Bhagavan tells us to do self enquiry.
If there is no ego, who will do self-enquiry?
Similarly, if there is no infinite Self, why shall we do self-enquiry?
So again it shows that ego and Self co-exists.

The purpose of self-enquiry seem to raise the cricket-ball consciousness to match consciousness. After that watching the match may continue or going home.

Even staying in Sahaja Samadhi Bhagavan tells people to do self enquiry.
This shows that Bhagavan was aware of the relative world.
If Bhagavan was only aware of the absolute he would not have the ability to identify  different persons.
So it does not seem that relative world vanishes in Sahaja Samadhi, but the absolute and the relative co-exists. The relative being in such as surrendered state in the absolute, that it seems the absolute is driving the relative. The relative world then takes a different form than for a smaller-focussed individual consciousness.

Sri Ramakrishna's words:
Finally, I find Sri Ramakrishna's words conveying God in the most appropriate way.

Sri Ramakrishna: (To the goswami) "How can you say that the only truth about God is that He has form? It is undoubtedly true that God comes down to earth in a human form, as in the case of Krishna. And it is true as well that God reveals Himself to His devotees in various forms. But it is also true that God is formless; He is the Indivisible Existence-Knowledge-Bliss Absolute.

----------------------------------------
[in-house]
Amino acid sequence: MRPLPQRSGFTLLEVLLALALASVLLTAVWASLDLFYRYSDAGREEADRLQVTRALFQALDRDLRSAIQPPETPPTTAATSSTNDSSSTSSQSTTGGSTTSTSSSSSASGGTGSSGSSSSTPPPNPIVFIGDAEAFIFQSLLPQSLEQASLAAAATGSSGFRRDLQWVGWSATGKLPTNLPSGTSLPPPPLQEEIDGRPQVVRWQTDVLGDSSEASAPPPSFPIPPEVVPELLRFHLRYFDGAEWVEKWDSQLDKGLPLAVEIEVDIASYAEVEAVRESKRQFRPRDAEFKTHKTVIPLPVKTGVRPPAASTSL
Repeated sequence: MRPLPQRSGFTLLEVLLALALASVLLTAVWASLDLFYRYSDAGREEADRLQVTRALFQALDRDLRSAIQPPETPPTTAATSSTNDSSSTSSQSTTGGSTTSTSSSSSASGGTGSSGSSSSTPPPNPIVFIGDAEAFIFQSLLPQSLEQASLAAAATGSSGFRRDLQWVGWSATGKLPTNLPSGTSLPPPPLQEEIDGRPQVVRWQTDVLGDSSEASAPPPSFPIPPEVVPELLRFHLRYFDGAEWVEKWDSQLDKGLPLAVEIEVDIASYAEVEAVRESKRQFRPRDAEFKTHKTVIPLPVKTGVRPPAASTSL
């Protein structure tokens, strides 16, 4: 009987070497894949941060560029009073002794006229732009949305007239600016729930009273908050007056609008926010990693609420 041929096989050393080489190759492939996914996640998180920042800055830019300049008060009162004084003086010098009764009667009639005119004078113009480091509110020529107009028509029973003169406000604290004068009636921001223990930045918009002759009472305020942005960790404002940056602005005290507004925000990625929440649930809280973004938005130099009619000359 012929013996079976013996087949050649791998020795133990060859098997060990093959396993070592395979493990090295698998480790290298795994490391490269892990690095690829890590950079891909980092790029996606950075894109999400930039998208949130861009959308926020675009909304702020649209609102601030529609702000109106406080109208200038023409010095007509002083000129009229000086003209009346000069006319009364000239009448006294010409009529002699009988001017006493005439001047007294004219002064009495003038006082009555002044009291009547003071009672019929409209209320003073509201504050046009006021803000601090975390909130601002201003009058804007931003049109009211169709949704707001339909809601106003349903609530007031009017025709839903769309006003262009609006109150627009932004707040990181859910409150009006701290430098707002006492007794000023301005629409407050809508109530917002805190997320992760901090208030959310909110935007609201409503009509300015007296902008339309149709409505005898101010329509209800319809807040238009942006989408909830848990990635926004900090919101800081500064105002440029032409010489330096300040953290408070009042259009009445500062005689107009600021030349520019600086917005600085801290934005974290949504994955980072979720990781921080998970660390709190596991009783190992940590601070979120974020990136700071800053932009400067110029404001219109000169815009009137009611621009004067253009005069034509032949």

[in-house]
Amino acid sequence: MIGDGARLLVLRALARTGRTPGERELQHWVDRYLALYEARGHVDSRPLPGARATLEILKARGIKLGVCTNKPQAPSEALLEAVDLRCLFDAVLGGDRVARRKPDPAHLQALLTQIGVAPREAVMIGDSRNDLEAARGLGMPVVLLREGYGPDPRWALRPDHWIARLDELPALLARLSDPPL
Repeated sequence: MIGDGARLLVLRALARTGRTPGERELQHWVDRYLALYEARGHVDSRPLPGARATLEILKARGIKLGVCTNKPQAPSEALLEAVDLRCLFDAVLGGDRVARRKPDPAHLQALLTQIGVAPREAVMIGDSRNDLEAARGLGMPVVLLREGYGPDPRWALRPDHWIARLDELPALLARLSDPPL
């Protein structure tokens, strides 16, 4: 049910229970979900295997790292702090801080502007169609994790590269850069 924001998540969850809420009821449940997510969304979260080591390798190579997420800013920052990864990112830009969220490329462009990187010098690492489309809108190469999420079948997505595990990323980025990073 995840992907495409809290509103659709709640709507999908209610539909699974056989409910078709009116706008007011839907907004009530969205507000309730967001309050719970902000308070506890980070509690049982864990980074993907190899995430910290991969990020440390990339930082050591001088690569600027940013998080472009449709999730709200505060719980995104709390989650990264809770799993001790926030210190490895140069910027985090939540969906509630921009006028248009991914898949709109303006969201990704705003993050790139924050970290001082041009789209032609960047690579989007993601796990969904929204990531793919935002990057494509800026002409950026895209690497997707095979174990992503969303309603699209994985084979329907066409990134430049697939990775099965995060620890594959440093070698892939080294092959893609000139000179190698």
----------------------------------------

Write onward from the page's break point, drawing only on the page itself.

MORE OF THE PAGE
He has been described in the Vedas both as formless and as endowed with form. He is also described there both as attributeless and as endowed with attributes. "Do you know what I mean? Satchidananda is like an infinite ocean. Intense cold freezes the water into ice, which floats on the ocean in blocks of various forms.

Ocean of the Absolute. These forms are meant for the bhaktas, the lovers of God. But when the Sun of Knowledge rises, the ice melts; it becomes the same water it was before. Water above and water below, everywhere nothing but water.

Therefore a prayer in the Bhagavata says: 'O Lord, Thou hast form, and Thou art also formless. Thou walkest before us, O Lord, in the shape of a man; again, Thou hast been described in the Vedas as beyond words and thought.' "But you may say that for certain devotees God assumes eternal forms. There are places in the ocean where the ice doesn't melt at all. It assumes the form of quartz.

Kedar: "It is said in the Bhagavata that Vyasa asked God's forgiveness for his three transgressions. He said: 'O Lord, Thou art formless, but I have thought of Thee in my meditation as endowed with form; Thou art beyond speech, but I have sung Thee hymns; Thou art the All-pervading Spirit, but I have made pilgrimages to sacred places. Be gracious, O Lord, and forgive these three transgressions of mine.'"

Sri Ramakrishna: "Yes, God has form and He is formless too. Further, He is beyond both form and formlessness. No one can limit Him."


Homage to the Universal Being...Om Shanti ... Om Shanti ... Om Shanti ...


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Re: Musings
« Reply #1 on: April 10, 2010, 05:24:12 PM »
Atma Vicharam is really Anatma Vicharam.  Atma does not need any Vicharam.

Who am I?  The "I" here is the ego.  After negating many many things, like
peeling of the onion, eventually there is nothing, only Pure Space.  This
is Atma.  Peeling gives rise to tears.  The tears are indicative of our ego
being smothered to make it non existent.

Arunachala Siva.